Mallik, A.U. (2001) Ecosystem-level perspective of chemical ecology (allelopathy): Advancing ecological theory. Department of Biology, Second University of Naples, Caserta, Italy. July, 11.
Mallik, A.U. (2001) Plant litter in habitat modification: Concepts of progressive and retrogressive succession and auto-inhibition, Department of Biology, Second University of Naples, Caserta, Italy. July, 12.
Mallik, A.U. (2001) Sustaining the integrity of boreal forest: Competition, allelopathy and soil nutrient change regulating chemical ecology and conifer regeneration. Department of Biology, Second University of Naples, Caserta, Italy. July, 13.
Mallik, A.U. (2000). Roadside restoration with native plants along Trans-Canada Highway in Terra Nova National Park, Newfoundland. Ecosystem Restoration Workshop, Terra Nova National Park, Glover Town, Newfoundland. October 31- November 2.
Mallik, A.U. (2000). Techniques for forest canopy restoration in Kalmia dominated sites resulting from clear cutting and fire. Ecosystem Restoration Workshop, Terra Nova National Park, Glover Town, Newfoundland. October 31- November 2.
Mallik, A.U. (2000). Disturbance in boreal forests: The challenge of balancing acts. A public lecture at the Senate Chamber on the occasion of accepting the 1999 Distinguished Researcher Award of Lakehead University, March 28.
Mallik, A.U. and Inderjit (2000). Kalmia control by herbicides. Annual conference of the Weed Science Society of America, February 5-19, Toronto.
PRESENT RESEARCH PROJECTS
(a) Retrogressive succession and biodiversity in Kalmia-black spruce communities after fire: Keystone species change and ecological assembly rules.
(b) Restoration of forest cover in Kalmia dominated heath in eastern Canada.
(c) Roadside restoration using native plants along Trans-Canada Highway in Terra Nova National Park, Newfoundland.
(d) Forest canopy succession under non-stand replacing disturbance in northern Ontario
(e) Forest management impacts of Riparian communities: Edge effects, Structural and functional stability of buffer strips.
(f) Stand structure and understory diversity of Greenwood lake old growth white pine forest.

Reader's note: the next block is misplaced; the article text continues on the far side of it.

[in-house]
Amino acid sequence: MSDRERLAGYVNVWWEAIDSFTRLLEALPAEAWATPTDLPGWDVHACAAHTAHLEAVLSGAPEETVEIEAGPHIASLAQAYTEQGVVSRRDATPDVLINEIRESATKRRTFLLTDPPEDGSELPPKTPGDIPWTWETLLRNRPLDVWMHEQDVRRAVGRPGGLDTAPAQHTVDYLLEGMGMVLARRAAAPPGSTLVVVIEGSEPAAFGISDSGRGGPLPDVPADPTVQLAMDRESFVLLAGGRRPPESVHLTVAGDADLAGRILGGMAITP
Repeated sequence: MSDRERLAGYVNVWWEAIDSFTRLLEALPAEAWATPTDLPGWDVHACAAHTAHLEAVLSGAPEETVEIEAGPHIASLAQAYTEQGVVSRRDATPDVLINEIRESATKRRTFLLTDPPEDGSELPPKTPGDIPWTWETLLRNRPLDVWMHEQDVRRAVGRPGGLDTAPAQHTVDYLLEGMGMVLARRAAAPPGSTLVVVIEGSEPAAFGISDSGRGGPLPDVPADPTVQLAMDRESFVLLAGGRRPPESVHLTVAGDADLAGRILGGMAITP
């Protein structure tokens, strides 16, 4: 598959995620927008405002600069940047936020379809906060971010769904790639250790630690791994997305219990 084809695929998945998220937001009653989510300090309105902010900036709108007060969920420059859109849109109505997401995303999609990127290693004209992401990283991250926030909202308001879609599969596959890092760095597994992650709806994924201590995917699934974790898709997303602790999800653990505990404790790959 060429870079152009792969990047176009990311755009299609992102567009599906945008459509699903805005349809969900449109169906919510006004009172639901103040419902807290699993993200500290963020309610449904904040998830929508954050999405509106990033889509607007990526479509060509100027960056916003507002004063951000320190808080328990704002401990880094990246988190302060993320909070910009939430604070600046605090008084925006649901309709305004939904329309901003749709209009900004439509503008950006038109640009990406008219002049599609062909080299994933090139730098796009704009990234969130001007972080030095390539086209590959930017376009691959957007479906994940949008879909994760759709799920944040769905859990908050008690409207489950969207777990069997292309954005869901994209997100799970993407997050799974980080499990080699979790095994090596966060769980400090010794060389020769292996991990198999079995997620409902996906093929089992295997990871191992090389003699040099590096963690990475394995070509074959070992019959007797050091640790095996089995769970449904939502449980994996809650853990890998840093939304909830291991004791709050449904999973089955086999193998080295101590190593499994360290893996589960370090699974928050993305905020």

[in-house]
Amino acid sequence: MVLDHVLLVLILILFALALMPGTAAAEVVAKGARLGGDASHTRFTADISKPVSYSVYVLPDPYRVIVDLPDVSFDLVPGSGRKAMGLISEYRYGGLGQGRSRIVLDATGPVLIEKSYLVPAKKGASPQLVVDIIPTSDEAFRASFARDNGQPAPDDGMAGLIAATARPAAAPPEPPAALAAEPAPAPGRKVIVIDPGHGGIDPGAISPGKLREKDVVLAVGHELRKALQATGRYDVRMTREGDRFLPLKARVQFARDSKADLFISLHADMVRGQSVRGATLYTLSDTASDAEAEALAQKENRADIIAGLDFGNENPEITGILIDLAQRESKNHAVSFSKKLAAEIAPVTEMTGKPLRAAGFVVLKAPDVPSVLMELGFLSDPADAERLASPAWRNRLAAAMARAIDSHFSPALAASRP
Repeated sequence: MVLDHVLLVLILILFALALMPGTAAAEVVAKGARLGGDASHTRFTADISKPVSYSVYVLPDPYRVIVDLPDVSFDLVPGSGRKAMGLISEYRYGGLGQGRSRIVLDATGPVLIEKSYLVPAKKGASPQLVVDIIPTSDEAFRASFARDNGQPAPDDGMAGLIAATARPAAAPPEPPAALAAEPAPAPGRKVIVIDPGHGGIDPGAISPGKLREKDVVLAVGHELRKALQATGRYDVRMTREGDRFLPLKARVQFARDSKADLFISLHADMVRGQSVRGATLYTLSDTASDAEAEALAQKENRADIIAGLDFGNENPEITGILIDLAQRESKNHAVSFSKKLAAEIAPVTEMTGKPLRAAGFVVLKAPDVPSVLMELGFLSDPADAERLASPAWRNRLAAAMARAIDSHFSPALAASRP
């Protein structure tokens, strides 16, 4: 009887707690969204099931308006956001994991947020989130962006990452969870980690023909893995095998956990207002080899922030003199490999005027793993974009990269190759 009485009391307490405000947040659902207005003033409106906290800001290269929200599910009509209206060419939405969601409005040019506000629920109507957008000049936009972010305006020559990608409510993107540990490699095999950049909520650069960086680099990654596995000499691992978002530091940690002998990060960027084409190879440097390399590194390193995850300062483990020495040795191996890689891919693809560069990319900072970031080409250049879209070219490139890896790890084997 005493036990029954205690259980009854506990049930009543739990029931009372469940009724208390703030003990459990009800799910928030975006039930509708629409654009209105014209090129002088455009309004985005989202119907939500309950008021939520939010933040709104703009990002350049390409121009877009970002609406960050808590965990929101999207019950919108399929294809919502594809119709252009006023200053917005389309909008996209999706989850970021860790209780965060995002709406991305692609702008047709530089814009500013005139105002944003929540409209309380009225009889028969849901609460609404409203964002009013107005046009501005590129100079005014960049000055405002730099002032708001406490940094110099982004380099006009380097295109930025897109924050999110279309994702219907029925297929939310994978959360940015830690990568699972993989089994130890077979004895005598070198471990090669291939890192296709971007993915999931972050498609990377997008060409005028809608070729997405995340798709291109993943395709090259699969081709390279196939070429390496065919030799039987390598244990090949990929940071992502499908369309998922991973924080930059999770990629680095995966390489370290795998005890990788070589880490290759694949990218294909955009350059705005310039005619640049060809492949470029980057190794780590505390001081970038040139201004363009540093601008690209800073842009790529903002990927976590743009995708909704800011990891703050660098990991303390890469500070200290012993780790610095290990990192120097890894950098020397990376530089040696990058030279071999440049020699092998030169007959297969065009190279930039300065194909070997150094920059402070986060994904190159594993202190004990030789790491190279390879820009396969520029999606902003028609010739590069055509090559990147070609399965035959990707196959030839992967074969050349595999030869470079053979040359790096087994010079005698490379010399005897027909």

NATIONAL AND INTERNATIONAL RESEARCH COLLABORATIONS
(a) Dr. John Richardson, Faculty of Forestry, University of British Columbia, B.C.
(c) Dr. Francois Pellissier, Dynamics of Altitude Ecosystems Laboratory, University de Savoie, Le Bourget du Lac, Cedex, France.
(d) Dr. G. Aliotta, Professor, Department of Botany, Second University of Napoli, Via Arena 18, 81100, Caserta, Italy.
(e) Dr. Han Chen, Faculty of Forestry and the Forest Environment, Lakehead University.
(f) Dr. Inderjit, Botany Department, University of Delhi, India.
(g) Dr. Takeshi Suzuki, Department of Soil Science, University of Kobe, Kobe, Japan.
(h) Dr. Ren-Sen Zang, South China Agricultural University, Guangzhou, China.
June 1997 - August 1997
Sept. 1997 - June 1998
July 1 1995 - June 30 2001
June 1 1997 - May 31 2002
RESEARCH AWARDS FELLOWSHIPS OBTAINED
2002 Gordzinski Award, (outstanding contributions) International Allelopathy Society, Japan.
2002 Merit Award (Teaching), Lakehead University, Canada
2002 Northern Studies Travel Award, Lakehead University, Canada
2001 Merit Award (Research), Lakehead University, Canada
2001 Travel Award for a lecture series, Universita di Napoli, Caserta, Italy.
2001 OECD Travel Award, to present an invited lecture and chair a discussion session at the Second European Allelopathy Conference, University of Vigo, Spain.
1999 Distinguished Researcher Award, Lakehead University, Canada
1999 Research Award for Foreign Specialist, National Institute of Agro-Environmental Sciences, Japan.
CONTRIBUTIONS TO PROFESSIONAL ASSOCIATIONS
President & founding Vice-President, International Allelopathy Society, Spain/Canada.
Organizing Chair of the Second World Congress in Allelopathy at Lakehead University, August 9-14. 1999.
Board Member (invited), International Ecological Congress (INTECOL) USA 2002-2005.
Guest-editor and contributor of Agronomy Journal and Journal of Chemical Ecology, USA. (special issues on Allelopathy, each issue had 18-20 peer reviewed articles).
Member , Organizing Committee and International Advisory Committee (invited) of the Third World Congress in Allelopathy, August, Saporo, Japan, 2002.
Member (invited), International Advisory Committee, European Workshops on Allelopathy, June, 2000, University of Naples, Italy; June, 2001, University of Vigo, Spain, and June, 2002, University of Savoi, France.
Executive Councillor, International Society for Chemical Ecology, China.
Council member (invited), Organizing Committee of the First Chemical Ecology Conference, November 1-4, 1999. Shanghai, China.
Vice-Chair, Lake Superior Ecosystem Co-op., 1996 and member 1992-1998.
Invited member, Terrestrial Wildlife Community Committee, Lake Superior Binational Program, USA and Canada.
Fellow of the Linnaean Society of London, UK
Member, The British Ecological Society, 1982 – 2002.
Executive member, Canadian Botanical Association, Plant Ecology Section, 1989-1992.
Canadian Journal of Forest Research